Paul Kindersley's Blood & Soul

Dazed speak to the Chelsea BA graduate currently exhibiting at the Transition Gallery

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Transition Gallery in east London’s Broadway Market has awarded it’s first yearly prize to a Chelsea BA graduate to Paul Kindersley. His show She Wanted His Soul, But All He Could Give Her Was His Blood explores the ‘constellations’ of images in the mind of the artist in a multi-faceted installation.
An exhibition by a new graduate will more often than not be a starting point from which we can see an artist grow and develop. This exhibition presents many interesting ideas, which make Paul Kindersley one to watch. Dazed went along to ask him how it felt to be awarded such a prize so early in his career and also how he sees the future of his work.

Dazed Digital: How does it feel to be picked out at graduation?
Paul Kindersley: It was so exciting; I hadn't really planned beyond my degree show, but I was on such a roll, it is great to be able to keep the momentum going. Cathy, Alex, Alli and everyone have been amazing at Transition, in just allowing me (and trusting me!) with the show. The whole experience has really smoothed over what I expected to be a bumpy patch between graduation and 'the outside'!

DD: As a graduate how do you feel your art will develop?
Paul Kindersley: Its strange, but I don't feel that the graduating itself will change much, apart from already missing all the great people and facilities at Chelsea. I am constantly moving and re-evaluating, but I think graduating has upped my confidence. I feel that I can present my work without a struggle to explain or justify myself. This makes the work (and myself) more exciting and joyful, and experimentation becomes bolder.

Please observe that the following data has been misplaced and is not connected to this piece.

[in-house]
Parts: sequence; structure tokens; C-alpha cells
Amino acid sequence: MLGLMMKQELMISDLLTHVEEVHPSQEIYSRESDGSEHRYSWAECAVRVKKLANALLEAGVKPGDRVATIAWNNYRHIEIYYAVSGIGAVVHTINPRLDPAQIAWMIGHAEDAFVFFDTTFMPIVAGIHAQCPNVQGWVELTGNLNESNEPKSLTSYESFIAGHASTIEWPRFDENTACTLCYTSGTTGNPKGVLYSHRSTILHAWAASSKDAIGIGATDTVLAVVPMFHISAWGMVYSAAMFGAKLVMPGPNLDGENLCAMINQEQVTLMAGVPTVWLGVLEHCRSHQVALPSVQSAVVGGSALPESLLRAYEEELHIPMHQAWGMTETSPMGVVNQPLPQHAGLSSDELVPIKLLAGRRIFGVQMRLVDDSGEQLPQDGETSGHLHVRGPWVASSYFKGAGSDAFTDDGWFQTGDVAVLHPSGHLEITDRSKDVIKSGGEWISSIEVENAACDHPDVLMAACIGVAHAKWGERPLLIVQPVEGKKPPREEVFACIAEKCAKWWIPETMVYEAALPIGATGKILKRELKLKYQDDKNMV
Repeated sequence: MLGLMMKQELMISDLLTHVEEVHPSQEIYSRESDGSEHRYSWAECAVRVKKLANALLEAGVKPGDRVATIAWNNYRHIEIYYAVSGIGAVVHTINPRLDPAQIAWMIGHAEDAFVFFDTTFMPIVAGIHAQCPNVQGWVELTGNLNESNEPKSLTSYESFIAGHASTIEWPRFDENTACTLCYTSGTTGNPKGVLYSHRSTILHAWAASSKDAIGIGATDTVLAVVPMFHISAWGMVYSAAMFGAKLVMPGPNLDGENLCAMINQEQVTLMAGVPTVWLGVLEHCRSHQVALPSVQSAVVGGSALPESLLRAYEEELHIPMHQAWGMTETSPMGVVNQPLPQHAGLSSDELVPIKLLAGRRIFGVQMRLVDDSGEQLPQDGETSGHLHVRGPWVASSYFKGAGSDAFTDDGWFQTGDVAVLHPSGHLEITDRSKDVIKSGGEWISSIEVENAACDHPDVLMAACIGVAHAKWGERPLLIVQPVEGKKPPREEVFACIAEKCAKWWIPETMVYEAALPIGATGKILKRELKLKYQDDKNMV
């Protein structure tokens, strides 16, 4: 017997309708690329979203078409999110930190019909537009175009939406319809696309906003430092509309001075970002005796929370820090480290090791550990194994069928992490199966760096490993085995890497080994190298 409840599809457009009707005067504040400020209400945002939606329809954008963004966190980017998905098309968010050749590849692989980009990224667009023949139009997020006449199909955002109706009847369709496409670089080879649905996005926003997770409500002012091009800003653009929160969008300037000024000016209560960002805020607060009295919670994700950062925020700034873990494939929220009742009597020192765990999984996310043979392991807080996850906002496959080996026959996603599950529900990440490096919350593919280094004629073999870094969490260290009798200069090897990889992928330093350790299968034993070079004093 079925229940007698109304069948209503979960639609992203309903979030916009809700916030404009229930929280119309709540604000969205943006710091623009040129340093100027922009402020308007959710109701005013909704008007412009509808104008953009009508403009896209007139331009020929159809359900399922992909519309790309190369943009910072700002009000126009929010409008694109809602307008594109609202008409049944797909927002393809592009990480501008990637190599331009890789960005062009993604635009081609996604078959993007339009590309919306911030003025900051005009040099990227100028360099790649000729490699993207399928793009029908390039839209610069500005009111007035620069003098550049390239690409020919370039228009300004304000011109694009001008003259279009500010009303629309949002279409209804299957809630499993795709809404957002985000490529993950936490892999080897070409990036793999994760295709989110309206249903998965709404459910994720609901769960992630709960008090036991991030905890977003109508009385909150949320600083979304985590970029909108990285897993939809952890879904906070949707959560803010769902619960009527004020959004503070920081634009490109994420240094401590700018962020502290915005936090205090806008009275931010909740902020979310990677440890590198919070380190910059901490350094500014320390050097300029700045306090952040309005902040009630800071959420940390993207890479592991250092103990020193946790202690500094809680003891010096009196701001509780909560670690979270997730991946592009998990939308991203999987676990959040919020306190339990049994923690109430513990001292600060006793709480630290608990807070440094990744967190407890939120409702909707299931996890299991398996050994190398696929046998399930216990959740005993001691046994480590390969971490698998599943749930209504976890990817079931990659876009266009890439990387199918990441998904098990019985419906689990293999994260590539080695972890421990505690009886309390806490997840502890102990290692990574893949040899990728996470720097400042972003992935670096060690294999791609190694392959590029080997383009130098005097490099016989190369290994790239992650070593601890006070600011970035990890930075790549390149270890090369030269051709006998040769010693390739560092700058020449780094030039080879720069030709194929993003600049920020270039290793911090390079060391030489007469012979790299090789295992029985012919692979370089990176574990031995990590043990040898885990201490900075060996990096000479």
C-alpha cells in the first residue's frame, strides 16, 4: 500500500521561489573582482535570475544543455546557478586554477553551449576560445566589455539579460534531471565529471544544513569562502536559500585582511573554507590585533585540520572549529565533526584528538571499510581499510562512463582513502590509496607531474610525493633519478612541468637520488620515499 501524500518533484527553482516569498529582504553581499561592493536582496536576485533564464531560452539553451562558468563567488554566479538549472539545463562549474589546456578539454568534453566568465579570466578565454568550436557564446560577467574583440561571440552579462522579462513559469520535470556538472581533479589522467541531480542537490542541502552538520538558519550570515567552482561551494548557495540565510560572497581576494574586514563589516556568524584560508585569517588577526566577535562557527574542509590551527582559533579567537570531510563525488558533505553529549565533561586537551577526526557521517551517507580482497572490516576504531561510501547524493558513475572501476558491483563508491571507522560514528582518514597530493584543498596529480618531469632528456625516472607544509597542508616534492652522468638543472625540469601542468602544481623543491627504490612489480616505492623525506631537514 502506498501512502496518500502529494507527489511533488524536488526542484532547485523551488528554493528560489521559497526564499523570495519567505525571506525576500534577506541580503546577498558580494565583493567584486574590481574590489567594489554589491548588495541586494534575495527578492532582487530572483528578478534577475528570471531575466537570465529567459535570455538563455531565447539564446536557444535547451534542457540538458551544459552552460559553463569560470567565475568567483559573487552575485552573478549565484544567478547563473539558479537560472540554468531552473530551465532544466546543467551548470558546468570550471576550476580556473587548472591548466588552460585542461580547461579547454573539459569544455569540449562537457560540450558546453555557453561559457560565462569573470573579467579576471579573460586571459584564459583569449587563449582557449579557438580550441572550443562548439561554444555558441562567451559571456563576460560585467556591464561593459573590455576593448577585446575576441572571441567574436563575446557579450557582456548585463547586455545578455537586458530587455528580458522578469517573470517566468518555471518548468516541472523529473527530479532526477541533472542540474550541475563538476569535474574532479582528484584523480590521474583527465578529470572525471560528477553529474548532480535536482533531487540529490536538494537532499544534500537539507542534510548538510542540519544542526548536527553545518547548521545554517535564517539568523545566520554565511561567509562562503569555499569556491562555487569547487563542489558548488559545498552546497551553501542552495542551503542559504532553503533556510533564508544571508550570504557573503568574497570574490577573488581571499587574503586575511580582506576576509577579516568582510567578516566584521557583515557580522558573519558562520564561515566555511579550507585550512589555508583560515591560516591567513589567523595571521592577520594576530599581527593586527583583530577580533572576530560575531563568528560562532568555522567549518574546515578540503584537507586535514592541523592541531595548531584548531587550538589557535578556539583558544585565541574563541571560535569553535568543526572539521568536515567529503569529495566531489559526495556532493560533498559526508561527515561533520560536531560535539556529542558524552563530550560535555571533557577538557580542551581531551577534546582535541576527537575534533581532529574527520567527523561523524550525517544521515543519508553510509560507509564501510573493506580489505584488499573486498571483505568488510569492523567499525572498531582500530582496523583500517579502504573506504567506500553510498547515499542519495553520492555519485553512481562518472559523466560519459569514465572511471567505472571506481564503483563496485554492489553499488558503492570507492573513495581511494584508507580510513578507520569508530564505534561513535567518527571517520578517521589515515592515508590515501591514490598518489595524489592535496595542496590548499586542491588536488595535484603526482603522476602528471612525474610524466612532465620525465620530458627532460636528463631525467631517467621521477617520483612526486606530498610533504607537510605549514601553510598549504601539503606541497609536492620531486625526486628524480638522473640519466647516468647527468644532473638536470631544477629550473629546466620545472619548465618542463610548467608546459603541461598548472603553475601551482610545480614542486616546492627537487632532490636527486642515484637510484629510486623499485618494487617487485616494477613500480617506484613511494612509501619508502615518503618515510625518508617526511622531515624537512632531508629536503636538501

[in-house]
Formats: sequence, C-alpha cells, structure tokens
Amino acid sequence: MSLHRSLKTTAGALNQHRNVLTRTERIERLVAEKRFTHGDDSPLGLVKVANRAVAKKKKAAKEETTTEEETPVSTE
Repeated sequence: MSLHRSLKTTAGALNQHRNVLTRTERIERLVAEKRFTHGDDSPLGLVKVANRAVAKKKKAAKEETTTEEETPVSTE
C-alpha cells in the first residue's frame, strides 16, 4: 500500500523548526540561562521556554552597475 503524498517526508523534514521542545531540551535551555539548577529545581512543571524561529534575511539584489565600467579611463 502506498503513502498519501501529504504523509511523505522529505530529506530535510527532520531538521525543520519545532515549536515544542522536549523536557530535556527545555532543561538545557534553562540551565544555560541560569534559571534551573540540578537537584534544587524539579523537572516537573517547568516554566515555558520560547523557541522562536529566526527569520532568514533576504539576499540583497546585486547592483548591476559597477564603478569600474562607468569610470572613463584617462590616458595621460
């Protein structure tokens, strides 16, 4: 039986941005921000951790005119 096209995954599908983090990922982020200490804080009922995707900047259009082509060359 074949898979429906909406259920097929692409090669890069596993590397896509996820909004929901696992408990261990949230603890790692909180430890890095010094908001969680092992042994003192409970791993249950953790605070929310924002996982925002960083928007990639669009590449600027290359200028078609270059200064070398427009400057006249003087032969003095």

DD: You spoke about the space you explore between the film and the viewer, and the false memories left by film. Are your 'sets' are constructs of your mental space?
Paul Kindersley: They are constructs of my mental experiences, the leftovers, memories and clues of countless experiences, real/imagined and viewed. However esoteric they are, I still feel that they can act in the same way for the viewer – triggering other clues and creating new narratives. I don't want to impose my mental space on to anyone! I feel that the work is the residue of pop culture having been squished through me and my experiences. It all originates from universally recognisable elements – it's perhaps bizarrely configured but the constellation is not completely alien to the viewer.

DD: Now you have graduated and had this show at Transition, what's next?
Paul Kindersley: Ah! Hopefully I will be able to continue as I have been! But I realise that it is indeed a privileged position to be doing something one loves and being able to make a living from it! I hope I will be given more opportunities to exhibit, but also work on developing my work. I would love to just keep up the momentum, and run on the energy that college and showing has given me and my work. I'm getting really excited about Andie Mcdowell's L’Oreal adverts at the moment – so watch this space!
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